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Becoming a child once again at Christmas

The following story appeared in the December 17 Idaho Catholic Register.



As we prepare to celebrate Christmas this year, I recall Christmases past and ponder the importance of Christ’s admonition that unless we become like children, we will not enter the Kingdom of God.


All of my daughters have had a fascination with the Christmas crèche in the church. At the conclusion of Christmas Mass, they want to move to the sanctuary to gaze at baby Jesus in the manger in order to “take in” the mystery of God becoming one of us. Year after year, we take a family Christmas picture in front of the crèche as we contemplate the coming of the Son of God, Jesus Christ, the Savior of the World, as a child. The utter humility of God to condescend and be embodied as a small and helpless child continues to stun and amaze me.


The Catechism of the Catholic Church contains some beautiful passages that connect Christmas with childlikeness.


To become a child in relation to God is the condition for entering the Kingdom. For this, we must humble ourselves and become little. Even more: to become “children of God” we must be “born from above” or “born of God.” Only when Christ is formed in us will the mystery of Christmas be fulfilled in us. Christmas is the mystery of this ‘marvelous exchange’:

O marvelous exchange! Man’s Creator has become man, born of the Virgin. We have been made sharers in the divinity of Christ who humbled himself to share our humanity. (CCC 526)


I recently finished reading The Story of a Soul, the autobiography of St. Therese of Lisieux. I must be honest and admit that I struggled through the first chapter of the book where the Little Flower recounts memories of her early childhood, mostly taken from excerpts from her mother’s journal. I struggled to connect with what this great Doctor of the Church was trying to teach me through these childhood stories. I guess deep down it challenged me to ponder my own childhood regarding my openness, innocence, and simplicity. Like this “little” saint, had I come to know Jesus as a child of God? Was I being open, innocent and simple?


As we grow older, we feel like we become wiser and more mature and somehow think we know better. How-ever, our adult wisdom is often the result of the struggles, challenges and difficulties of life. These experiences can lead to the hardening of our hearts to the receptivity and love exemplified in child-hood. Christmastime always taps into the experience of our “inner child,” calling each of us to ask tough questions about some of the hardness in our hearts.


Struggling myself with a bit of a hardened heart, I had difficulty seeing how these second-account stories from her childhood meant anything to me. I wanted to get to the more “adult” stuff in the story to help me cope with my “real life” as an adult. Then I read this passage from her autobiography that did soften my heart:


One day Leonie, thinking she was too big to be playing any longer with dolls, came to us with the basket filled with dresses and pretty pieces for making others; her doll was resting on top. “Here, my little sisters, choose; I’m giving you all this.” Celine stretched out her hand and took a little ball of wool, which pleased her. After a moment’s reflection, I stretched out mine saying: “I choose all!” and I took the basket without further ceremony. Those who witnessed the scene saw nothing wrong and even Celine herself didn’t dream of complaining.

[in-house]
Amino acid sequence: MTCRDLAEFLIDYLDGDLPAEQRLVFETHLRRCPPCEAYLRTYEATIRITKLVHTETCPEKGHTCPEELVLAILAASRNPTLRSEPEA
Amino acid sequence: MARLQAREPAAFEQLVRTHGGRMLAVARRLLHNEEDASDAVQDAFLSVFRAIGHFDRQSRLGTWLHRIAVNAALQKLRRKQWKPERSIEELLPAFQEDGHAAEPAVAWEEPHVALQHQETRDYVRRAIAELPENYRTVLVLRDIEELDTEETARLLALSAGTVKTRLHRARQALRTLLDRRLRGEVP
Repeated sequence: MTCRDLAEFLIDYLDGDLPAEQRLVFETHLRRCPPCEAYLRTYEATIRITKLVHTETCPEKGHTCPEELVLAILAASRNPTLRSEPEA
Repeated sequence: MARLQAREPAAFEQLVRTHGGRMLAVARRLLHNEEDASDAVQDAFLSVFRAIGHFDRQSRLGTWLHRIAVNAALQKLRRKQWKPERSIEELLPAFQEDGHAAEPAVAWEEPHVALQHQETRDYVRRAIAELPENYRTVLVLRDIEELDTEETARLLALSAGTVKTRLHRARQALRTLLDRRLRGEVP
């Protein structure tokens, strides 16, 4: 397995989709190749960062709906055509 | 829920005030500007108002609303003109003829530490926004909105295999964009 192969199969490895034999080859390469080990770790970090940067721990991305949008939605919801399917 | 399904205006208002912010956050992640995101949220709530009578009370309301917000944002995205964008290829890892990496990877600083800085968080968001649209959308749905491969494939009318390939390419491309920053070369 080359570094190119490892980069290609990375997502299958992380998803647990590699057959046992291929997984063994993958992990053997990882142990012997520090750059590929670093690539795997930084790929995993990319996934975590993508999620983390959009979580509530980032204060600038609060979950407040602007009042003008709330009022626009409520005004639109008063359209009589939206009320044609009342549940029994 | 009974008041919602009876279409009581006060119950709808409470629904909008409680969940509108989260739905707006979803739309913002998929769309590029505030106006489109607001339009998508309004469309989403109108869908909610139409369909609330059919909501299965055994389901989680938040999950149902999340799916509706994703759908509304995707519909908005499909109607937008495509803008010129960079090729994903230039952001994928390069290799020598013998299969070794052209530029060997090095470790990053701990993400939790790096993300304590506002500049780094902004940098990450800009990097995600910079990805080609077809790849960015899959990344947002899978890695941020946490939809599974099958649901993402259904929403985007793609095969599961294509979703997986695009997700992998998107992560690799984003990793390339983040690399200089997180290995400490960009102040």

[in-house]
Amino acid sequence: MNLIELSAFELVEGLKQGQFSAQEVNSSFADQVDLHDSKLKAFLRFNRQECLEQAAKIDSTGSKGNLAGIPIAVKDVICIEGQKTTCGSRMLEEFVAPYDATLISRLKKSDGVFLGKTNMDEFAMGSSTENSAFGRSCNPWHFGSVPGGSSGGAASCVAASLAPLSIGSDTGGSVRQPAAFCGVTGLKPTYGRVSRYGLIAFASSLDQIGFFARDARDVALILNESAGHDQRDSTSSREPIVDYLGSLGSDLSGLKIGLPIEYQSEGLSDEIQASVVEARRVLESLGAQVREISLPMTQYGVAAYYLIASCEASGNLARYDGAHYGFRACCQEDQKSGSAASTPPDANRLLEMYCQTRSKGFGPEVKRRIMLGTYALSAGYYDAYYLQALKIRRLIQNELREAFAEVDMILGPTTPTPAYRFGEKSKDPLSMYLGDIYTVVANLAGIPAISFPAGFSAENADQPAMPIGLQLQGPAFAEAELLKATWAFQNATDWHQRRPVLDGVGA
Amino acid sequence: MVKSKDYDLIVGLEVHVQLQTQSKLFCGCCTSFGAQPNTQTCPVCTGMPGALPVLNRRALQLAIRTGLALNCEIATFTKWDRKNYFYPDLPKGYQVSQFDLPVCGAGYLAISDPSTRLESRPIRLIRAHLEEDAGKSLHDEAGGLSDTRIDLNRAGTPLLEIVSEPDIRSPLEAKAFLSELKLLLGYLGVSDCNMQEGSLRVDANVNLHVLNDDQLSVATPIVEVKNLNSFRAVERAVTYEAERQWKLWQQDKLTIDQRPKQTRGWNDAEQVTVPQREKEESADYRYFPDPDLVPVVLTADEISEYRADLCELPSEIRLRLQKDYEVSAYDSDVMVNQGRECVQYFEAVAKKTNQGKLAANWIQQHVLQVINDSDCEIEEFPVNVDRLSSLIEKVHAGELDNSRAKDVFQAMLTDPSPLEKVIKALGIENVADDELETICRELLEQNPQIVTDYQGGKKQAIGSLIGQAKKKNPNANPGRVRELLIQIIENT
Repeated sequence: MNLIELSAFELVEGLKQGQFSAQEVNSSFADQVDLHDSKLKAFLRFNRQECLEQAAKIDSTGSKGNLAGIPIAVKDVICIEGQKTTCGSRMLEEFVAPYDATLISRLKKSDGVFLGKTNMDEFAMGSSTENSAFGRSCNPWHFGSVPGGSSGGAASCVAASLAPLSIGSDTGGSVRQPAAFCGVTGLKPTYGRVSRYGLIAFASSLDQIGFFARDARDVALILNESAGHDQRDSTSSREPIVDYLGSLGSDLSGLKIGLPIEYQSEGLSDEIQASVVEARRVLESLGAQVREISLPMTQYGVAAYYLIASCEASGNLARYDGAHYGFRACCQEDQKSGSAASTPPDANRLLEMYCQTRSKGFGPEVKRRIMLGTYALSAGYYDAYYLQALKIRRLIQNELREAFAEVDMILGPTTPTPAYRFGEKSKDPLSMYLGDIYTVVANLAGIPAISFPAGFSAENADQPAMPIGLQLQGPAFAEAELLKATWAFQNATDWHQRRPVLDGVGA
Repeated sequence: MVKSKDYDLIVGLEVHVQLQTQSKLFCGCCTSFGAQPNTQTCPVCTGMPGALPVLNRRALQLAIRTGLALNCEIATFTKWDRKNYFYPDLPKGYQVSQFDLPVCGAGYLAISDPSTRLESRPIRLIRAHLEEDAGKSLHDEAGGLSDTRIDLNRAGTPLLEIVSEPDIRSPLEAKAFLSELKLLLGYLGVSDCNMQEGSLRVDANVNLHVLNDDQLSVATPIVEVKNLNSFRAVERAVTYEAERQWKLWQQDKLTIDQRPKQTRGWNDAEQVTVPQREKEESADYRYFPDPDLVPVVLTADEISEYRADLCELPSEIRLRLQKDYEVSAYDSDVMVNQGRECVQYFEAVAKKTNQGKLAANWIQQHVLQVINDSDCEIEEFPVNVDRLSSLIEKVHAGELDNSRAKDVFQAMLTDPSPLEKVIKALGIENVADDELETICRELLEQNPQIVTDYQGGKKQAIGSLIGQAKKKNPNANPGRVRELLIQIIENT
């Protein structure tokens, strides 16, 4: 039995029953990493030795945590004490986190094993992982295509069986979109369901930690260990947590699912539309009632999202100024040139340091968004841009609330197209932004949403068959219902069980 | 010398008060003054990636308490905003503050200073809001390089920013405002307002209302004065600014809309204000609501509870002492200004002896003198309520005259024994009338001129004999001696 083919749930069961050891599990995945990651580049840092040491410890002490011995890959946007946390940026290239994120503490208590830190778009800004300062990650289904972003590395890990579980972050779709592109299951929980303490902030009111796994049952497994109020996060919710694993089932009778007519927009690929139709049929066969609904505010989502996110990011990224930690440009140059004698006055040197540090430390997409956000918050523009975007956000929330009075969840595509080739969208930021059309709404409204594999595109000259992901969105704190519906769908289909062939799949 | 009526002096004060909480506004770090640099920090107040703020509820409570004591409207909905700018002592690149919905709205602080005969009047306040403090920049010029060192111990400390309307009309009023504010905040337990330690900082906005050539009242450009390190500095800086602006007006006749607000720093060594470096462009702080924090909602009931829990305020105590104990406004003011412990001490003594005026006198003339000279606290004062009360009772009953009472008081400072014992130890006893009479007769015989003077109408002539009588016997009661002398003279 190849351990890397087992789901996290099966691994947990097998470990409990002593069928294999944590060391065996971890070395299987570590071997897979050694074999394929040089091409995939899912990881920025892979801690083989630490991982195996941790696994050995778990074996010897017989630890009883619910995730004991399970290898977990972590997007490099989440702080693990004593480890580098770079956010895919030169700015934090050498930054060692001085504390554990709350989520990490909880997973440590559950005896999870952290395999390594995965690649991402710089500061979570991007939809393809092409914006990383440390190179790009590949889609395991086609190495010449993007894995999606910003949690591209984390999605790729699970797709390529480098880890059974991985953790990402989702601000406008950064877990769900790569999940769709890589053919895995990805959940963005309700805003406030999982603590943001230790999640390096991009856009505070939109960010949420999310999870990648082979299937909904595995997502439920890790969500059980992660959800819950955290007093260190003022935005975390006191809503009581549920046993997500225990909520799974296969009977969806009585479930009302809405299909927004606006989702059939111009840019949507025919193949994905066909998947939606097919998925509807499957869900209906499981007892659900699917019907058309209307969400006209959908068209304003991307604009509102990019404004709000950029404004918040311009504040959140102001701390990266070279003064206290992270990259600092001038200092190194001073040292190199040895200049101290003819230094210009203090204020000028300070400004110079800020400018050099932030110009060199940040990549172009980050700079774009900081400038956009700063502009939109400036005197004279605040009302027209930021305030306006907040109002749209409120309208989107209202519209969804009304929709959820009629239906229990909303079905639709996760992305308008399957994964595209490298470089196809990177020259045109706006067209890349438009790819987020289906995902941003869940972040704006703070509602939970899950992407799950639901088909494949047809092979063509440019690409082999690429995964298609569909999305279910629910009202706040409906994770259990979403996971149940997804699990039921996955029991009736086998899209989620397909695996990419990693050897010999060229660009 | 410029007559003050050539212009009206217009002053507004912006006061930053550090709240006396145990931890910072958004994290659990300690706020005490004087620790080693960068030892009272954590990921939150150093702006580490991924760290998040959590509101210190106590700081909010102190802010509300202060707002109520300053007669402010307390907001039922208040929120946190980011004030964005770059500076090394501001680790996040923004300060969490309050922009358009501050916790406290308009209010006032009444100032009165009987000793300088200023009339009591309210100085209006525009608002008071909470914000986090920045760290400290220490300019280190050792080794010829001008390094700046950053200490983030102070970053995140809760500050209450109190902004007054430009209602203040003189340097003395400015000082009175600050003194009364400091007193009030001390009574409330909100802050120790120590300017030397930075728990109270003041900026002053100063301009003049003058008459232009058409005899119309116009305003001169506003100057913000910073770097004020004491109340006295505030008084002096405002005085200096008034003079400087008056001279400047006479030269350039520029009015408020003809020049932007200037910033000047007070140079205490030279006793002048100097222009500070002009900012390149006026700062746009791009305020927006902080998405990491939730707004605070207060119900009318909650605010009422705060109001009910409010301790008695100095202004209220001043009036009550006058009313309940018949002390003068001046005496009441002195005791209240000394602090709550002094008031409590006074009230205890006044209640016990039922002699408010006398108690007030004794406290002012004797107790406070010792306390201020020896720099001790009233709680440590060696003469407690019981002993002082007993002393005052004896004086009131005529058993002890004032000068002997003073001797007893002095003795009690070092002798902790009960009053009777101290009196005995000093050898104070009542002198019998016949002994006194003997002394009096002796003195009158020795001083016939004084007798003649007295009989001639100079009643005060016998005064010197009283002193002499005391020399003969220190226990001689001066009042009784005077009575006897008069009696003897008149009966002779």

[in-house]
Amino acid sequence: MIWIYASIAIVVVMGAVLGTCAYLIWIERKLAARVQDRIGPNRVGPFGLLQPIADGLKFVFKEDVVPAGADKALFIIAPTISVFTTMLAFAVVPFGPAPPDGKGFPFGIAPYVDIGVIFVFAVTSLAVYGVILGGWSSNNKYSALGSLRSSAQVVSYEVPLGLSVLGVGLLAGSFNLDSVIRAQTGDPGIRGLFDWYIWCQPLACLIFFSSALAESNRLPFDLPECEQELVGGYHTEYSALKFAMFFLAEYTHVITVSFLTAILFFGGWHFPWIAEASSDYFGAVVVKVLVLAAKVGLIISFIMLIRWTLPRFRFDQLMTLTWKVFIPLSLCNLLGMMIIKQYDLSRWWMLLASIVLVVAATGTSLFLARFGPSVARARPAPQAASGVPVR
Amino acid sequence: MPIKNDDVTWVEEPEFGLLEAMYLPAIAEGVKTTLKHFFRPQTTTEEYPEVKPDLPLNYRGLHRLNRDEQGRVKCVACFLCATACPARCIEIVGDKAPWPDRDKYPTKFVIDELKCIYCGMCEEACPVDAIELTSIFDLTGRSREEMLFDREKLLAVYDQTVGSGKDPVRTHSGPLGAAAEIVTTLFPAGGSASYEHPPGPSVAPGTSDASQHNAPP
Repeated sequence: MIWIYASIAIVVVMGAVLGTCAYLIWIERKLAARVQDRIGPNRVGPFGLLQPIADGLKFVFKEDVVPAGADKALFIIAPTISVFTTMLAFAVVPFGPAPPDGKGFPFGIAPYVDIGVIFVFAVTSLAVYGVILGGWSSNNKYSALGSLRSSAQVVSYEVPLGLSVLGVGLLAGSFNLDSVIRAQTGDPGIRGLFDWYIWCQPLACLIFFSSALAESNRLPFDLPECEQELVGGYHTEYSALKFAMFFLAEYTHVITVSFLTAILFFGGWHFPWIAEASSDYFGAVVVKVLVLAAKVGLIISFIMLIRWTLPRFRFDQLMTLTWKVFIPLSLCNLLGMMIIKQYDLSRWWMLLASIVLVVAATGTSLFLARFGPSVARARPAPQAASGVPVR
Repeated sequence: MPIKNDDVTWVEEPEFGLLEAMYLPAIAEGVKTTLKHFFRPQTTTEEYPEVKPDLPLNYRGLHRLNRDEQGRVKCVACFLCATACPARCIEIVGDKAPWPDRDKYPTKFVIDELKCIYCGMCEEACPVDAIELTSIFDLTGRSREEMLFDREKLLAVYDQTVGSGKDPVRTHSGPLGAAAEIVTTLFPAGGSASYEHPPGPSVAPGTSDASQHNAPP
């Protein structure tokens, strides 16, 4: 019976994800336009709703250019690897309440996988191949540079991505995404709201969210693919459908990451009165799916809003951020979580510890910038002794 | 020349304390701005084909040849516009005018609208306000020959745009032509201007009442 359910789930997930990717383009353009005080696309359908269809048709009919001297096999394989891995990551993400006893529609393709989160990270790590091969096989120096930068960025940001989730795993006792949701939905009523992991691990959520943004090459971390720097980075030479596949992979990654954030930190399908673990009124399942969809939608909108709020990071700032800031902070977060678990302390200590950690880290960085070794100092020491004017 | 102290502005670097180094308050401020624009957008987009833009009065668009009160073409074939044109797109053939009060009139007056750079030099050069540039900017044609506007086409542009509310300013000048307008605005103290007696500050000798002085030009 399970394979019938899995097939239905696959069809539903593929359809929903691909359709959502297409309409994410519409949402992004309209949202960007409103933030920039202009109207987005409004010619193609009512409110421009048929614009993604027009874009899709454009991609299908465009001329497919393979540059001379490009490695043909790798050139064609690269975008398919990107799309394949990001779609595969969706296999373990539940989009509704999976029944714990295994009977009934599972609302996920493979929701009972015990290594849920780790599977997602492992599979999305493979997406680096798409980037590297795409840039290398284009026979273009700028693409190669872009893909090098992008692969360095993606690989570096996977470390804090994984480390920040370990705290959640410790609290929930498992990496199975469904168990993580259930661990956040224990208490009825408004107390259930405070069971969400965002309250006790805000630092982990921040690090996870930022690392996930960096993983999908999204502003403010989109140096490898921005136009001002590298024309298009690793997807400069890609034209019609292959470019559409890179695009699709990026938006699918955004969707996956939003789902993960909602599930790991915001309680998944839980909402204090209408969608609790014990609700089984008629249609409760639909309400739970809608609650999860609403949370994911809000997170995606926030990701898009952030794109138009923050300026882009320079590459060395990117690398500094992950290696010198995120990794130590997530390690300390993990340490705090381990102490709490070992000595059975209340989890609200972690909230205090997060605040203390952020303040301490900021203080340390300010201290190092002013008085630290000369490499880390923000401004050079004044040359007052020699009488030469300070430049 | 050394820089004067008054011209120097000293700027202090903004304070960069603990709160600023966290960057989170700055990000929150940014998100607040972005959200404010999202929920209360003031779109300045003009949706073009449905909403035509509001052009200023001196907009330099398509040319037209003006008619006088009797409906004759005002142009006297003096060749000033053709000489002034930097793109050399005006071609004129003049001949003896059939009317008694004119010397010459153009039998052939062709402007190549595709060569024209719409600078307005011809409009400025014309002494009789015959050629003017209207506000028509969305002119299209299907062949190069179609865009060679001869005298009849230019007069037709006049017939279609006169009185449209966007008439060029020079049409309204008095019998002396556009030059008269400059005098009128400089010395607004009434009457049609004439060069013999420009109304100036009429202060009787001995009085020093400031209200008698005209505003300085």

This little incident of my child-hood is a summary of my whole life. Later on, when perfection was set before me, I understood to become a saint one had to suffer much, seek out always the most perfect thing to do, and forget self. I understood, too, there were many degrees of perfection and each soul was free to respond to the advances of Our Lord, to do little or much for Him, in a word, to choose among the sacrifices He was asking. Then, as in the days of my childhood, I cried out: “My God, ‘I choose all!’ I don’t want to be a saint by halves, I’m not afraid to suffer for You, I fear only one thing: to keep my own will; so take it, for ‘I choose all’ that You will!


There is much to unpack in her reflection, but the key takeaway for me was that I must remember that I am a child of God, and He has set before me a great gift. At Christmas, it is Jesus who is the gift of the Father! Do I choose all and accept the gift of Jesus? Like Therese, I cry out, as in the days of my childhood, My God, I choose all!


The Catechism in paragraphs 2784-2785 echoes the dispositions of adoption to become a child of God. The first disposition is the desire to become like Him and the second disposition is a humble and trusting heart that enables us “to turn and become like children” because it is to “little children” that the Father is revealed.


As we receive Jesus in the Eucharist at Christmas Mass, may we be reminded of the great gift set be-fore us as children of heaven.


St. Peter Chrysologus writes, “The Father in heaven urges us, as children of heaven, to ask for the bread of heaven. [Christ] himself is the bread who, sown in the Virgin, raised up in the flesh, kneaded in the Passion, baked in the oven of the tomb, reserved in churches, brought to altars, furnishes the faithful each day with food from heaven.”


It is through Jesus Christ’s birth and the mystery of baptism that we are called to become the adopted children of God. Let our hearts be like a child’s so that we might enter the Kingdom of God.


Merry Christmas!


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